Never did the girls of Lavender House forget the delights of that month.  The fantastic arrangements of the little drawing room filled them with ecstacies.  Annie was truly Japanese in her style ­she was also intensely liberal in all her arrangements.  In the tiny space of this little enclosure wild pranks were perpetrated, ceaseless jokes made up.  From Annie’s drawing-room issued peals of exquisite mirth.  She gave afternoon tea from a Japanese set of tea-things.  Outside her drawing-room always collected a crowd of girls, who tried to peep over the rail or to draw aside the curtains.  Inside the sacred spot certainly reigned chaos, and one day Miss Danesbury had to fly to the rescue, for in a fit of mad mirth Annie herself had knocked down the little Japanese tea-table, the tea-pot and tea-things were in fragments on the floor, and the tea and milk poured in streams outside the curtains.  Mrs. Willis sent for Annie that evening, and Miss Forest retired from her interview with red eyes and a meek expression.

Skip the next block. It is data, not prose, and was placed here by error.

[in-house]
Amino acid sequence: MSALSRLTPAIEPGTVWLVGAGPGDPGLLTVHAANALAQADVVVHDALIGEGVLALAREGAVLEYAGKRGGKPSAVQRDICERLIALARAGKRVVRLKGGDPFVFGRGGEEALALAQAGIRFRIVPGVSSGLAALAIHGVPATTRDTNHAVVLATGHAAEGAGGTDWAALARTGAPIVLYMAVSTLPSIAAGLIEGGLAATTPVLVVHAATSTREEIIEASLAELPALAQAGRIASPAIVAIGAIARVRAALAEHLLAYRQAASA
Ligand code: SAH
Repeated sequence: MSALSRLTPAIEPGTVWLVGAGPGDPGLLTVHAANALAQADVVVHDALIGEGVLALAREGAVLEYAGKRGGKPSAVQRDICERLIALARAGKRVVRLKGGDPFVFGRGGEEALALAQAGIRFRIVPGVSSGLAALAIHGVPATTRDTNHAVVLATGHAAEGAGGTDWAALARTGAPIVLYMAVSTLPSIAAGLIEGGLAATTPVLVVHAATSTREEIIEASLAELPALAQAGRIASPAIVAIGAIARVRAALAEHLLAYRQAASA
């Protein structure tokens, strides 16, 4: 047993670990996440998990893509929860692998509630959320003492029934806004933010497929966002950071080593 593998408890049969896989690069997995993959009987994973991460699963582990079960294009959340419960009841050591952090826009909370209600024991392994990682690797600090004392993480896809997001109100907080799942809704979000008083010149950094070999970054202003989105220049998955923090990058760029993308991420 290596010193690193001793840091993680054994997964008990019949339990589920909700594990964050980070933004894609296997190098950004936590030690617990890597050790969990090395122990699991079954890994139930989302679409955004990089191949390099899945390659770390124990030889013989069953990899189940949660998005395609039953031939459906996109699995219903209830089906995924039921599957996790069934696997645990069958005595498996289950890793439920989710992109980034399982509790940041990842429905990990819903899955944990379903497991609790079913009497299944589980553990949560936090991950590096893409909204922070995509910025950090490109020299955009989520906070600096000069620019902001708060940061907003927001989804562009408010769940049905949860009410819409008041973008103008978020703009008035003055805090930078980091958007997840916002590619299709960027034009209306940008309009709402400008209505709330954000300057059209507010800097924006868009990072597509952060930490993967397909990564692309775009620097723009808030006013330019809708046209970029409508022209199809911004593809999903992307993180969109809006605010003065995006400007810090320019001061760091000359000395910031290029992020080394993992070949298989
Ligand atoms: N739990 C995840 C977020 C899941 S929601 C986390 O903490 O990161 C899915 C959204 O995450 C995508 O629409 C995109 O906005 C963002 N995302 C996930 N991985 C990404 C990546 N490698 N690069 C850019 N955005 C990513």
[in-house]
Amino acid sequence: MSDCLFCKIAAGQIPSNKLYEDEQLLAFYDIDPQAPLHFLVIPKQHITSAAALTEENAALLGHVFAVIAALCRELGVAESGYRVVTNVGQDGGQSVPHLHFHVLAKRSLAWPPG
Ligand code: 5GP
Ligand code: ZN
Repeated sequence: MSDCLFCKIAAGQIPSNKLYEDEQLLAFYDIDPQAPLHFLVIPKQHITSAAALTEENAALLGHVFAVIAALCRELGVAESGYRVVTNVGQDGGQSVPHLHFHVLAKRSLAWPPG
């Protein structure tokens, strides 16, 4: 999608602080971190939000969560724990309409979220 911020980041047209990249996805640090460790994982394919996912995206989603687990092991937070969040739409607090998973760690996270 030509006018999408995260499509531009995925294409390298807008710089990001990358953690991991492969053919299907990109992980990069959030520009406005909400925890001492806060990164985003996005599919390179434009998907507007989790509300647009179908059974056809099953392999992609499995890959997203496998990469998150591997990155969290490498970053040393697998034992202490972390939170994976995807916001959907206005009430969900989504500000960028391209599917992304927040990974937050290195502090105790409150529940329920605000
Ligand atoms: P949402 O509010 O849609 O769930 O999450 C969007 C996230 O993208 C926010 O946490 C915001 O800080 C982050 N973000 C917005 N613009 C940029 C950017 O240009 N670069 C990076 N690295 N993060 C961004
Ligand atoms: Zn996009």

“Girls,” she said, in confidence that night, “good-bye to Japan.  I gave her leave to do it ­the care of an empire is more than I can manage.”

The next day the Japanese drawing-room had been handed over to another possessor, and Annie reigned as queen over her empire no more.

Mrs. Willis, anxious at all times that her girls should be happy, made special arrangements for their benefit on Sunday.  Sunday was by no means dull at Lavender House ­Sunday was totally unlike the six days which followed it.  Even the stupidest girl could scarcely complain of the severity of Sunday lessons ­even the merriest girl could scarcely speak of the day as dull.  Mrs. Willis made an invariable rule of spending all Sunday with her pupils.  On this day she really unbent ­on this day she was all during the long hours what she was during the short half-hour on each evening in the week.  On Sunday she neither reproved nor corrected.  If punishment or correction were necessary, she deputed Miss Good or Miss Danesbury to take her place.  On Sunday she sat with the little children round her knee, and the older girls clustering about her.  Her gracious and motherly face was like a sun shining in the midst of these young girls.  In short, she was like the personified form of Goodness in their midst.  It was necessary, therefore, that all those who wished to do right should be happy on Sunday, and only those few who deliberately preferred evil should shrink from the brightness of this day.